alt text: A four-panelled comic strip about bees. The first panel features a bee nested in the centre of a yellow flower. Text above it reads "BEES LOVE FLOWERS! PLANTING MORE NATIVE FLOWERS CAN HELP BEES." Text below it reads "BUT THERE'S MORE TO THE STORY..." The second panel shows a bee entering a small mound of soil, on which is a sign saying "HOME SWEET HOME." Text above it reads "BEES NEED HOMES, TOO! OVER 80% OF BEE SPECIES NEST UNDERGROUND." Text below reads "A BARE PATCH OF SOIL CAN BE AN IDEAL LOCATION." The third panel shows the head of a bee as it crawls through the underground tunnel, a honey-coloured glow ahead of it. Text above reads “THE SOIL MUST HAVE THE RIGHT TEMPERATURE AND MOISTURE LEVEL.” Text below reads “THOSE CONDITIONS ARE SENSITIVE TO LAND-USE AND CLIMATE CHANGE.” The last panel shows a network of underground tunnels made by bees. Some bees are in the tunnels and other bees fly above the surface where grass grows. Text above reads “A BEE SPENDS MOST OF ITS LIFE IN ITS NEST…” Text below reads “MORE RESEARCH ON BEE NESTING WILL HELP US BETTER PROTECT THESE PRECIOUS POLLINATORS!”

FEATURES – Ecological Comics by Loy Xingwen

In ALL, FEATURES by Katrina Vera Wong

We all know about the birds and the bees…and how they pollinate flowers! But what about flies? What about the tricks they all play? There’s a ton of research flying to the surface about various pollinators and their relationships with plants, and Loy Xingwen is spreading the word through comics.

“Science seeks to provide us with the information we need to make good decisions. But you can’t ‘inform’ people into action,” says Loy. “To make change happen, people must be persuaded, convinced, inspired or captivated.” With his SciArt style, it’s hard not to pay attention.

In a single, four-panelled comic strip, Loy manages to fit a bite-sized science lesson about the various workings of insects, birds, and flowers. “I was never a comic book fan, but I like the way that comic strips can deliver interesting ideas so succinctly,” says Loy. He partners vibrant colours and fluid shapes with carefully worded text in order to “tell a compelling, complex research story in very few words.”

alt text: A four-panelled comic strip about jewelweed. The first panel shows a jewelweed shedding a tear over a bee dying on its leaf. Text above reads “POLLINATORS ARE IN DECLINE… COULD PLANTS EVOLVE TO COPE?” The second panel shows a big showy orange flower on the left and three small green drooping buds on the right. Text above reads “TO FIND OUT, SCIENTISTS RAN TESTS ON JEWELWEED — A PLANT THAT CAN MAKES 2 TYPES OF FLOWERS.” Text on the bottom left reads “ANIMAL pollinated flowers” and text on the bottom right reads “SELF pollinating flowers.” In the third panel, text above reads “WHEN THE NUMBER OF POLLINATORS WAS REDUCED, PLANT POPULATIONS WERE PRESSURED INTO PRODUCING: 1. MORE SELF-POLLINATING FLOWERS” under which shows a branch of small green buds become a multiplied branch of several more green buds. Text continues “2. SHOWIER ANIMAL-POLLINATED ONES” under which shows an orange flower becoming larger, showier flower. The last panel shows a drawing of a jewelweed (with leaves and both green buds and orange flowers) on the left and a drawing of a dark purple peony on the right. Text above reads “JEWELWEED’S 2-FLOWER ADVANTAGE MAY HELP TO SECURE ITS FUTURE” while text below reads “BUT WILL OTHER PLANTS COPE IN A WORLD WITH FEWER POLLINATORS?” The peony has a thought bubble that reads “I’m a one-trick peony…”
Comic on Jewelweed by Loy Xingwen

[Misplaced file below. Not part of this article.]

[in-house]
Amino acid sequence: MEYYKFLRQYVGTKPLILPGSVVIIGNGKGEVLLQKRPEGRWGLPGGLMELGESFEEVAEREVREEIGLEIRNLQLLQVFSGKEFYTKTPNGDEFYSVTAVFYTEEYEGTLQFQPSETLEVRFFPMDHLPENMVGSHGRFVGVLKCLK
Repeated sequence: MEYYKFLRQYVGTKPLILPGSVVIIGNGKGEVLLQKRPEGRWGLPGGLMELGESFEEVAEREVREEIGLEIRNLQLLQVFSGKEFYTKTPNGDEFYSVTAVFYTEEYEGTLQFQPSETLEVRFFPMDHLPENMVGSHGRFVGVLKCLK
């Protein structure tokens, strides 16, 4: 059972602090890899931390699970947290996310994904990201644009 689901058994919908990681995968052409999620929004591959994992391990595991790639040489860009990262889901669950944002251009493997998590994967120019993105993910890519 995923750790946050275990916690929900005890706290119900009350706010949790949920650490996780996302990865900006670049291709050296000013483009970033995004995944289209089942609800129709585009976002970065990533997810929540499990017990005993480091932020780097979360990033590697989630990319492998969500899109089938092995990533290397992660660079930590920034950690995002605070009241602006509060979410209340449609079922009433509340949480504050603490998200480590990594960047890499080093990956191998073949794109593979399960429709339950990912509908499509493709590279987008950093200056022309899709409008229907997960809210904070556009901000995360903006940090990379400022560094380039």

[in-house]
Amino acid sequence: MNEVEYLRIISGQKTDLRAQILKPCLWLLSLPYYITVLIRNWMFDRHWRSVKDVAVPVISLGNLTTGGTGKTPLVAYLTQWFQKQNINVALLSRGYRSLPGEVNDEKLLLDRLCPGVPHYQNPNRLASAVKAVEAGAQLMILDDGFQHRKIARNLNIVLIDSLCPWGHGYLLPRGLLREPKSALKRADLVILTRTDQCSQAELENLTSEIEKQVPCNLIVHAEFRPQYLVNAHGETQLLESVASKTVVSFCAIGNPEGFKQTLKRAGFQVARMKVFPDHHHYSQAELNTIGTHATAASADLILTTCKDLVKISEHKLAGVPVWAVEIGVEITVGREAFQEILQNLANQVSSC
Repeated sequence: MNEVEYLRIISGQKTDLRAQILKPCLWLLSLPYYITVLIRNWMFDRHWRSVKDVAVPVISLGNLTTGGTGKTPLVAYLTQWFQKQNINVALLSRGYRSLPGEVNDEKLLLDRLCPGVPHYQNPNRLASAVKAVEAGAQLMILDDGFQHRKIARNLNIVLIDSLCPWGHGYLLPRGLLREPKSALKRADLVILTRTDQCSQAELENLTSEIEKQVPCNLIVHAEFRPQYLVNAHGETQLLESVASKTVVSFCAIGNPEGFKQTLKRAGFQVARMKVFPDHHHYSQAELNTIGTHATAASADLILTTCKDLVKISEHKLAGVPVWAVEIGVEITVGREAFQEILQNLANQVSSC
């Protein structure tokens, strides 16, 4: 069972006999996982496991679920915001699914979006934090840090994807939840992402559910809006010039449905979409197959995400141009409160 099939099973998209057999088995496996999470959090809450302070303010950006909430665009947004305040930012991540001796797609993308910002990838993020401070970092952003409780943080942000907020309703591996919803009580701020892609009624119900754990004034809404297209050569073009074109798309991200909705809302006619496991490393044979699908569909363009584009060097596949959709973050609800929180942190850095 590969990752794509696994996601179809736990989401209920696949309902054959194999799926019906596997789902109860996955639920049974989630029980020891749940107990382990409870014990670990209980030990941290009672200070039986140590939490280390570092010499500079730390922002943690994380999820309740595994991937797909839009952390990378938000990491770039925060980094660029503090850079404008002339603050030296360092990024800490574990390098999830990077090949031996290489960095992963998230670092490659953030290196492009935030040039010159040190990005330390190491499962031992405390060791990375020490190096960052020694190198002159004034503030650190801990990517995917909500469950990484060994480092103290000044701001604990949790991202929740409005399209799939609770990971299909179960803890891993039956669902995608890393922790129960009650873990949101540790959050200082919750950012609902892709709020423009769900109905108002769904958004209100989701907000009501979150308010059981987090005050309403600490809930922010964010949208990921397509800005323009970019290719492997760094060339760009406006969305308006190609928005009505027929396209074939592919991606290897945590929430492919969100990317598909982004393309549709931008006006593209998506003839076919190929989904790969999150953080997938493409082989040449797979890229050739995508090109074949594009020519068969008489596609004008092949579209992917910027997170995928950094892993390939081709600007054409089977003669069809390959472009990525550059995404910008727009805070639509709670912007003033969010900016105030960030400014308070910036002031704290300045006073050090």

Loy is an ecologist working at the Atlanta Botanical Garden, in the Southeastern Center for Conservation, where they focus on the conservation of plants in and beyond the southeastern US. “To conserve and manage imperiled species, conservationists need to understand what is harming them, as well as what can be done to bolster vulnerable populations,” says Loy. “My job is to find out what an imperiled species needs to thrive, so we can protect or create suitable conditions for it in the wild.”

Meandering the many options plant science (and life) has to offer, Loy studied horticulture and botany before landing on plant ecology. But his passion for plants and pollinators kindled as a child in the small island country of Singapore, where he “learned to appreciate biodiversity not in Singapore’s lush rainforests but playing in weedy urbanscapes.”

It seems that for plant people with ties to Singapore, such as Loy or myself or botanist James Wong, there’s an appreciation for how the densely populated city incorporates nature. However, as Loy says, “gardens are no substitute for the lush rainforests, mangroves, and other wild spaces that once covered the island.” Its four nature reserves make up less than 5% of the land area, and Loy hopes these “remaining wild spaces will be protected and managed to support [their] incredible native biodiversity.”

alt text: A four-panelled comic strip about jack-in-the-pulpit and gnats, part one of two. The first panel shows two jack-in-the-pulpit flowers. Text above reads “THE POLLINATION OF ‘JACK-IN-THE-PULPIT’ IS A SINISTER STORY.” In the second panel, text above reads “BLOOMS CONTAIN EITHER MALE OR FEMALE FLOWERS, AND ATTRACT FUNGUS GNATS” under which shows a male bloom of jack-in-the-pulpit on the right and a flying gnat on the left with a thought bubble that reads “ooh pretty!” In the third panel, text across the middle reads “THE GNAT IS BRIEFLY TRAPPED! MALE FLOWERS ARE INSIDE.” The drawing shows a vertical cross section of the flower, showing the inner spadix and inflorescence of the jack-in-the-pulpit, and a gnat that’s trapped inside with a thought bubble that reads “umm…” On the bottom right of the last panel, text reads “BUT MALE BLOOMS HAVE A TINY HOLE. THE GNAT ESCAPES, COVERED WITH POLLEN.” The drawing shows a gnat finding the hole in the jack-in-the-pulpit through which to escape. A thought bubble shows the gnat thinking “AHA!”
Part 1/2 of a Comic on Jack-in-the-pulpit and Gnats by Loy Xingwen